Caffeine side effects.
HEALTH Do you enjoy a good cup of coffee in the morning? By means of Passport, the Starbucks Rewards card automatically appears on my iPhone locked screen whenever I am within a mile of the coffee baristas. Email alerts coax me with perks to return, inching ever closer to a coveted Gold Level. As much as I love coffee, my visits are more often to pick up beverages for friends or a quick breakfast wrap. This is because I am a recovering coffee addict.
There was a time when I scoured coffee shops in search for the finest beans. My coffee maker brews a single cup at a time for optimum flavor. The aroma of bulk coffee beans permeating a supermarket isle beckons me to inhale deeply. The perfect brew needs no coffee masking additions like whipped cream, syrup or sugar, although foam on a cappuccino is sometimes appreciated. When the acidity and water ratio is just right, it can be enjoyed black, straight from the pot.
Like millions of other people, my day began with a stimulating 12-oz cup of java; another accompanied me throughout the morning; one was enjoyed with lunch and another with dinner. If I couldn’t get it out of mind, I might find myself on a late-night trip to Starbucks for a cup of Cafe Americana.
The amount of coffee that I used to drink in one day is now cut in half and spread across an entire week — usually limited to one or two days with fresh-brewed decaf. This drastic reduction is not because of any animosity towards Arabica. It’s because I dislike the negative aftereffects more than the temporary pleasure of consumption.
What Would You Do For A Good Night’s Sleep?
Few people realize that caffeine is as much a stimulant as it is a sedative. The cycles are what cause most people to consume coffee throughout the day. The sedative effects are more pronounced than the stimulus in my case. This can lead to fatigue, early retiring for the night, followed by very early morning awakening between 1 AM and 3 AM.
Small doses of decaf (a cup or two) are generally uneventful. But somewhere around four cups within 48 hours and my caffeine sensitivity puts me at risk for what resembles night terrors. There is a sudden awakening from sleep, sweating, confusion, rapid heart rate, inability to explain what happened.
Neurochemical Benefits of Aerobic Exercise
The molecularly similar shape of caffeine allows it to fit into and block adenosine receptors embedded in the surface membranes of neurons. Adenosine is a neuromodular that regulates serotonin, norepinephrine, dopamine, and acetycholine. Research suggests that exercise, sunlight and a stress-free environment increase brain serotonin function in the human brain. By disrupting the circadian rhythm of sleep-wake cycles, an imbalance in serotonin results in restless sleep. This can cause us to wake often, leading to lack sleep at night and desire sleep during the day.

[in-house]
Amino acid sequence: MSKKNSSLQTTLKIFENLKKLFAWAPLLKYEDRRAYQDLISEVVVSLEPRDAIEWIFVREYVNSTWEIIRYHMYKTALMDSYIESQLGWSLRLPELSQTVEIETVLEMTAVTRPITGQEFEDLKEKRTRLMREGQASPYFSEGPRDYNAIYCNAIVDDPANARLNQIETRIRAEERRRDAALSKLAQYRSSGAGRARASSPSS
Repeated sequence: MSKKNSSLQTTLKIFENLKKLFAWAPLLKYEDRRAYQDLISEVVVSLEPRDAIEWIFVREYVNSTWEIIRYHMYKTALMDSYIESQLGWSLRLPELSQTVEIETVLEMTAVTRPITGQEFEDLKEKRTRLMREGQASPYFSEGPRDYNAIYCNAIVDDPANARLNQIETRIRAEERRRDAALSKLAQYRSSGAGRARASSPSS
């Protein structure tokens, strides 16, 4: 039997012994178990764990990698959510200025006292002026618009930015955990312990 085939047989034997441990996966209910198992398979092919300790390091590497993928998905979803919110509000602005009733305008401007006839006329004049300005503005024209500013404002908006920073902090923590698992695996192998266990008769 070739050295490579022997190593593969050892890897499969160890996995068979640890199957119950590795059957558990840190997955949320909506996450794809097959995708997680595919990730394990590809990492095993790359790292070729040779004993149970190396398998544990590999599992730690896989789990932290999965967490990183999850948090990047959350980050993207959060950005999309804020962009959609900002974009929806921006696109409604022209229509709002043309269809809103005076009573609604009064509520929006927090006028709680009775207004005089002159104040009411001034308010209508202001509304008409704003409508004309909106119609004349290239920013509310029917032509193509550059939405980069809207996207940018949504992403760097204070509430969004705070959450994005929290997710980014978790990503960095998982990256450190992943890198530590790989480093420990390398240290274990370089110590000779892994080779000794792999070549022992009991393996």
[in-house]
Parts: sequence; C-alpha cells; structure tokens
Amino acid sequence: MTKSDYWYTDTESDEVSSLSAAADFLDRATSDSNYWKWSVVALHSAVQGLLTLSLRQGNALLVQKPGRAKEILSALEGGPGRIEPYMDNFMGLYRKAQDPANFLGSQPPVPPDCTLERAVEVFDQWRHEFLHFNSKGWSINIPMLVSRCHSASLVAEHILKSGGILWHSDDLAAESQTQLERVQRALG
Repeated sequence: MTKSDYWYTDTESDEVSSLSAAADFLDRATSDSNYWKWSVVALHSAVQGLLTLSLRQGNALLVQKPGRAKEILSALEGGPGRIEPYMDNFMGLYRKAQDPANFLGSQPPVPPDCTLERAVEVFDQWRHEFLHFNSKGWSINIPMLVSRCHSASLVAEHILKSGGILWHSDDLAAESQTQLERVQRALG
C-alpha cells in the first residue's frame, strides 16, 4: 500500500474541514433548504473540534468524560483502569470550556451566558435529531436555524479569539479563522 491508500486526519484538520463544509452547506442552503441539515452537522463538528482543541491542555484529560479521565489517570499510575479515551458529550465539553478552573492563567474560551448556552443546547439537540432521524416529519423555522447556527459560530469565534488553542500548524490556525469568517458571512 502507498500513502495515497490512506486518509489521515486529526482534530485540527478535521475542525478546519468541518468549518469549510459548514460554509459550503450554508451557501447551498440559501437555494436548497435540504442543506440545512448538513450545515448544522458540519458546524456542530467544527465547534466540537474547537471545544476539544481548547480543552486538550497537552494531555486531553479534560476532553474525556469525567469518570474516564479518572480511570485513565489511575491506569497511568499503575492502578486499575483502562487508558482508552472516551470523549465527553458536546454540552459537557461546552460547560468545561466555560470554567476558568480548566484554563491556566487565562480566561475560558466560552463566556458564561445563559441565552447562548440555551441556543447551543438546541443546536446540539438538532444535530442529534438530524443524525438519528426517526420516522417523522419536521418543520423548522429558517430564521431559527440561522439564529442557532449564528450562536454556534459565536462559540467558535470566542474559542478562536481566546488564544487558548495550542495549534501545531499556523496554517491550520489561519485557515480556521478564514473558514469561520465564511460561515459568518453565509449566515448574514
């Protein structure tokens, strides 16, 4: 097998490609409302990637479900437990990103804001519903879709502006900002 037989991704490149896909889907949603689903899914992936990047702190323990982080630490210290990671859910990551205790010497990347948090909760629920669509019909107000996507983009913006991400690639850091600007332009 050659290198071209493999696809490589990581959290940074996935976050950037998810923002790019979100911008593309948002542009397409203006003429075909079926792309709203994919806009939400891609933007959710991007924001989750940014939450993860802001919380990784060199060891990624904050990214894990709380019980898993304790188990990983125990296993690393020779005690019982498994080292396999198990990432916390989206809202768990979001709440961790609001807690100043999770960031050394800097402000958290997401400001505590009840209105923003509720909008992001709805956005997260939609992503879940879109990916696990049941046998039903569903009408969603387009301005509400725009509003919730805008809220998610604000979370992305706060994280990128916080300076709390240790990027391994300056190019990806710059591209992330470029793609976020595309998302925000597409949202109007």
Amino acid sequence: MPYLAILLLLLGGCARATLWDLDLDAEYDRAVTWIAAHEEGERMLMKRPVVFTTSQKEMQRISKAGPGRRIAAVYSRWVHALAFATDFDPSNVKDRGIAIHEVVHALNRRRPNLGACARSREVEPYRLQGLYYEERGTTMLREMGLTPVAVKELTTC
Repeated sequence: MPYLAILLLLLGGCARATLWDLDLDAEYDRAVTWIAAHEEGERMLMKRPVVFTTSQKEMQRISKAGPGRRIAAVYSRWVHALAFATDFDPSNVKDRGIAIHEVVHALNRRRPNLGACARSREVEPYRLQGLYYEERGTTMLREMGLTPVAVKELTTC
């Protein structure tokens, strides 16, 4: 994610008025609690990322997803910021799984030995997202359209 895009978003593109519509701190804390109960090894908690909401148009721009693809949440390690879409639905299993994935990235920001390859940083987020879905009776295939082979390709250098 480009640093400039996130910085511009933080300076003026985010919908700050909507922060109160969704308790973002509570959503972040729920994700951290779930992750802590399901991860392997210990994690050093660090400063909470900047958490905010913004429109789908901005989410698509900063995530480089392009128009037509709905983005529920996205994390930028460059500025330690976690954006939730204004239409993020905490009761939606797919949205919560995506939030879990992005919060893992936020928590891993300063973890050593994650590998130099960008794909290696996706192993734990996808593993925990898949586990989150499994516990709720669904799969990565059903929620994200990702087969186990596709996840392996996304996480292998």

|Caffeine and Adenosine Molecules|
Molecular diagrams of caffeine (left) and adenosine
An inexpensive way to counteract sleep disturbance is to have some cardiovascular exercise throughout the day. This not only burn calories, it releases endorphins and other neurochemicals while reducing levels of the body’s stress hormones such as adrenaline and cortisol, allowing better rest. If nonpharmacologic solutions don’t help, a medical professional can help restore neurochemical balance.
I still love a good cup of coffee, but mostly sip decaffeinated herbal teas or purified spring water. However, when I eventually reach the Starbucks Gold Level, I would like treat myself to a cappuccino. Then I’ll run around the block and hope for the best.
- Caffeine and the central nervous system: mechanisms of action, biochemical, metabolic and psychostimulant effects. Nehlig A, et al. nih.gov
- Neurologic Effects of Caffeine. Jasvinder Chawla, MD, MBA, et al. medscape.com
- Sleep terrors (night terrors). mayoclinic.org
- Night Terrors. healthline.com
- Benefits of exercise – reduces stress, anxiety, and helps fight depression, from Harvard Men's Health Watch. harvard.edu
- Serotonin Keeps You Sad and Sleepy. bu.edu
- How to increase serotonin in the human brain without drugs. Simon N. Young. nih.gov
- Photo by PublicDomainPictures via Pixabay.